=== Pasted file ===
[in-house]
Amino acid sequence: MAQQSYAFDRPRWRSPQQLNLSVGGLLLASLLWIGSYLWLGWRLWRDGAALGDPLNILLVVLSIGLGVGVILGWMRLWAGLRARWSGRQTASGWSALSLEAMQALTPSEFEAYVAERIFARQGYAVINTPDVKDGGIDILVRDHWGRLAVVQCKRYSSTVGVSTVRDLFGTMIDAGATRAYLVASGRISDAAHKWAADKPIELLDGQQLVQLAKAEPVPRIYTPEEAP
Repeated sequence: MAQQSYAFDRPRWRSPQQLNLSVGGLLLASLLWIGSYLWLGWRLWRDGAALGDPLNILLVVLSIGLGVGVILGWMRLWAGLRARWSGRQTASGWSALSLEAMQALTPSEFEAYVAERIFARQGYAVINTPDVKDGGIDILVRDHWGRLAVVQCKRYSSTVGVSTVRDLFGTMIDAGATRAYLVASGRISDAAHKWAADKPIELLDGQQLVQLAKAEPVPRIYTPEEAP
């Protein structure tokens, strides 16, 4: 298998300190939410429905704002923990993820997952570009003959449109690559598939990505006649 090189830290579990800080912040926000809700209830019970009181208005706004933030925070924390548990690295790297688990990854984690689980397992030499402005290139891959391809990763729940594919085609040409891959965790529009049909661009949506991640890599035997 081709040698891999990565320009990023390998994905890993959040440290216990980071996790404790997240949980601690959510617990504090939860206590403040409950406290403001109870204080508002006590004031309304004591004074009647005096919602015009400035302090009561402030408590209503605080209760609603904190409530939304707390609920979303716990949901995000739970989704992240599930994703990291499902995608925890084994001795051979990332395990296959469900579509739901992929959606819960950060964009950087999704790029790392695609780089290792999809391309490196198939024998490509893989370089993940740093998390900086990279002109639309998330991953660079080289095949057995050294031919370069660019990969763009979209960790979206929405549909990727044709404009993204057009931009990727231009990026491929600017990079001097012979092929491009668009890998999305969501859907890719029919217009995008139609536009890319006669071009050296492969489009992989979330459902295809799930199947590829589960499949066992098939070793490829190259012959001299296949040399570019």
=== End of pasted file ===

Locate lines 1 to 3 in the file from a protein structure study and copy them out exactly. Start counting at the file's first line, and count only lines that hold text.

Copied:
[in-house]
Amino acid sequence: MAQQSYAFDRPRWRSPQQLNLSVGGLLLASLLWIGSYLWLGWRLWRDGAALGDPLNILLVVLSIGLGVGVILGWMRLWAGLRARWSGRQTASGWSALSLEAMQALTPSEFEAYVAERIFARQGYAVINTPDVKDGGIDILVRDHWGRLAVVQCKRYSSTVGVSTVRDLFGTMIDAGATRAYLVASGRISDAAHKWAADKPIELLDGQQLVQLAKAEPVPRIYTPEEAP
Repeated sequence: MAQQSYAFDRPRWRSPQQLNLSVGGLLLASLLWIGSYLWLGWRLWRDGAALGDPLNILLVVLSIGLGVGVILGWMRLWAGLRARWSGRQTASGWSALSLEAMQALTPSEFEAYVAERIFARQGYAVINTPDVKDGGIDILVRDHWGRLAVVQCKRYSSTVGVSTVRDLFGTMIDAGATRAYLVASGRISDAAHKWAADKPIELLDGQQLVQLAKAEPVPRIYTPEEAP